Sharing, not shilling.

A client is finally waking up to the potential of social media. Hallelujah for that. The problem is, they are rock solid certain that the best way to use it (for them) is as a always-on megaphone for their products and services. The online equivalent of dragging their catalog behind an airplane over a baseball game.
They don’t “get it,” like a health club that creates a smoking station right outside their front door. But you know clients—they’re always right.
Except when they are not. And this is one of those critical exceptions.
Describing it in the simplest way possible, social media is for sharing, not shilling. It’s predicated on the cliché that launched a million bumper stickers:

The more you give,
the more you’ll receive.

An important thing to note: the word is love. Not respect, customer service, or value. The latter are marketing blah blah buzz words of little to no real common meaning anymore. But love? That’s existential, elemental, and universally understood.
The real marketing key to social media success (and the ‘killer app’ reason for doing it) is all about building relationships through a variety of always-on channels that enable almost friction-less, real time action.
Social media channels provide the engage now venue for reciprocal conversation, message amplification and instant notification. Need examples: quick tip videos of FAQs, fast answering mini-help desks, and ‘you asked for it, you got it’ user-generated content uploaded via their always-in-hand mobile printing presses/movie studios/photo agencies devices.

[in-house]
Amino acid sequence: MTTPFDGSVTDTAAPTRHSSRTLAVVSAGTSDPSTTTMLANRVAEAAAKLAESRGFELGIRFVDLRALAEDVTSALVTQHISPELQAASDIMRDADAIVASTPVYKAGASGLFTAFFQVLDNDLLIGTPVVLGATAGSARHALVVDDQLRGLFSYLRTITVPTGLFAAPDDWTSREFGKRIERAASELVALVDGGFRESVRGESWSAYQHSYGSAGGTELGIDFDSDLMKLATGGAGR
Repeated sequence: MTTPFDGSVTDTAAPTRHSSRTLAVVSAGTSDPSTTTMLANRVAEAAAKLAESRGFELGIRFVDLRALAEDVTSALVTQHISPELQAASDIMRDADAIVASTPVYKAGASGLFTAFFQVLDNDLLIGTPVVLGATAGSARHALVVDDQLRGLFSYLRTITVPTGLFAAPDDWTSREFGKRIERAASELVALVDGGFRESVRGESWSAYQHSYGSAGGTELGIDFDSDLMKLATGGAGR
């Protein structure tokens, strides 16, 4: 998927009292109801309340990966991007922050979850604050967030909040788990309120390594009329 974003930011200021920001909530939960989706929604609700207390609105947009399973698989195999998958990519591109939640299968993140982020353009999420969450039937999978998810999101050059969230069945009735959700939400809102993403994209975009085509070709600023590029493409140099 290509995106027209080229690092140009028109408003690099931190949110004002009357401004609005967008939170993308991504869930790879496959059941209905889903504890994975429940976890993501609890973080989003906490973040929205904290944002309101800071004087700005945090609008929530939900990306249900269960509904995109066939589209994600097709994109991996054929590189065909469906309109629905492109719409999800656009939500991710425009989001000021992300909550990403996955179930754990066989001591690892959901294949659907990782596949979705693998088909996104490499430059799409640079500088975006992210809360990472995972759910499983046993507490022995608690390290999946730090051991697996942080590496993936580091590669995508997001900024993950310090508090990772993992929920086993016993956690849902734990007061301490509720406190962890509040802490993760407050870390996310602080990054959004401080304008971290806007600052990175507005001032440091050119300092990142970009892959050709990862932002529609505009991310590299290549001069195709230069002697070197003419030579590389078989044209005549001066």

Premier Guitar gets it—big time.

You don’t have to be a guitar player to appreciate just how well the magazine Premier Guitar shares socially.


Got a few minutes for lunch? Join PG guitar ace John Bohlinger as he Facebook Live’s Lunch with Bohlinger featuring the coolest new & old gear (in this case a ’54 Les Paul).



Want a little guitar and gear-flavored aperitif all day long? PG’s got you covered.


PG’s Rig Rundown series is simply fantastic. Ever wonder what your personal guitar hero is using to get his/her signature tone? Get the answer live on video.
As of this writing, they’ve got 322 of them, including Peter Frampton, Angus Young, Esmé Patterson, and one of my favorites, Jason Isbell. It’s literally a webseries of guitar geeks geeking out about their guitars—and 100% YouTube FREE. And it’s all 100% evergreen content with an perennial ROI that needs to be recalculated daily.
One Rig Rundown episode featuring John Mayer’s gear has been viewed (as of this writing) over 1.2 million times since its posting in 2010—and it’s still in their Top Ten playlist. Not bad for a YouTube-quality video filmed during a pre-concert sound check. And the guitarist cred coolest thing about it? Mayer’s not even in it (but the late great Stevie Ray Vaughan’s guitar tech Rene Martinez is).
That means those 1.2 million views aren’t from non-player JM fans; they are from ‘how does he get that tone’ guitar players who’d rather buy gear than golf. And that’s exactly the audience every music gear brand Marketing Director wants.

Production values? What production values.

But wait—there’s more.